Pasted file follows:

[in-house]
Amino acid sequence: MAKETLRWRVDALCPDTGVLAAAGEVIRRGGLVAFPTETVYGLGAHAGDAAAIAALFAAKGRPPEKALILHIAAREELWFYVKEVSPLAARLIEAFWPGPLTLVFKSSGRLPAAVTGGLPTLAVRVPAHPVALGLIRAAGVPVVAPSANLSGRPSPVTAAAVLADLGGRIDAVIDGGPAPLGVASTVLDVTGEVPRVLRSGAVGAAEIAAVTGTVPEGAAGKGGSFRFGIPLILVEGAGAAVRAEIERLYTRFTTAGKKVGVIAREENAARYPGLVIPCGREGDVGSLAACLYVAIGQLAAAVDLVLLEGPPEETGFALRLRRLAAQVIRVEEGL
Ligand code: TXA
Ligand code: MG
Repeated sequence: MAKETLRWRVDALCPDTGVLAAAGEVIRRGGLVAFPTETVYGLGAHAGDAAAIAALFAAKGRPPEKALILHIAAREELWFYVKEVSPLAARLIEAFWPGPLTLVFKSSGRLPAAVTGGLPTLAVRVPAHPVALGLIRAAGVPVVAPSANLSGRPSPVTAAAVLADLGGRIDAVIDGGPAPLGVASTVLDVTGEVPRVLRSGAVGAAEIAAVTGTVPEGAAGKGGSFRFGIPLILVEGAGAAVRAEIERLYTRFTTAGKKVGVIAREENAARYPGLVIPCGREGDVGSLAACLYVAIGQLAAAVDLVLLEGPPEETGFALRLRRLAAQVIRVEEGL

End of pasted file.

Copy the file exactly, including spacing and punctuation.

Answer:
[in-house]
Amino acid sequence: MAKETLRWRVDALCPDTGVLAAAGEVIRRGGLVAFPTETVYGLGAHAGDAAAIAALFAAKGRPPEKALILHIAAREELWFYVKEVSPLAARLIEAFWPGPLTLVFKSSGRLPAAVTGGLPTLAVRVPAHPVALGLIRAAGVPVVAPSANLSGRPSPVTAAAVLADLGGRIDAVIDGGPAPLGVASTVLDVTGEVPRVLRSGAVGAAEIAAVTGTVPEGAAGKGGSFRFGIPLILVEGAGAAVRAEIERLYTRFTTAGKKVGVIAREENAARYPGLVIPCGREGDVGSLAACLYVAIGQLAAAVDLVLLEGPPEETGFALRLRRLAAQVIRVEEGL
Ligand code: TXA
Ligand code: MG
Repeated sequence: MAKETLRWRVDALCPDTGVLAAAGEVIRRGGLVAFPTETVYGLGAHAGDAAAIAALFAAKGRPPEKALILHIAAREELWFYVKEVSPLAARLIEAFWPGPLTLVFKSSGRLPAAVTGGLPTLAVRVPAHPVALGLIRAAGVPVVAPSANLSGRPSPVTAAAVLADLGGRIDAVIDGGPAPLGVASTVLDVTGEVPRVLRSGAVGAAEIAAVTGTVPEGAAGKGGSFRFGIPLILVEGAGAAVRAEIERLYTRFTTAGKKVGVIAREENAARYPGLVIPCGREGDVGSLAACLYVAIGQLAAAVDLVLLEGPPEETGFALRLRRLAAQVIRVEEGL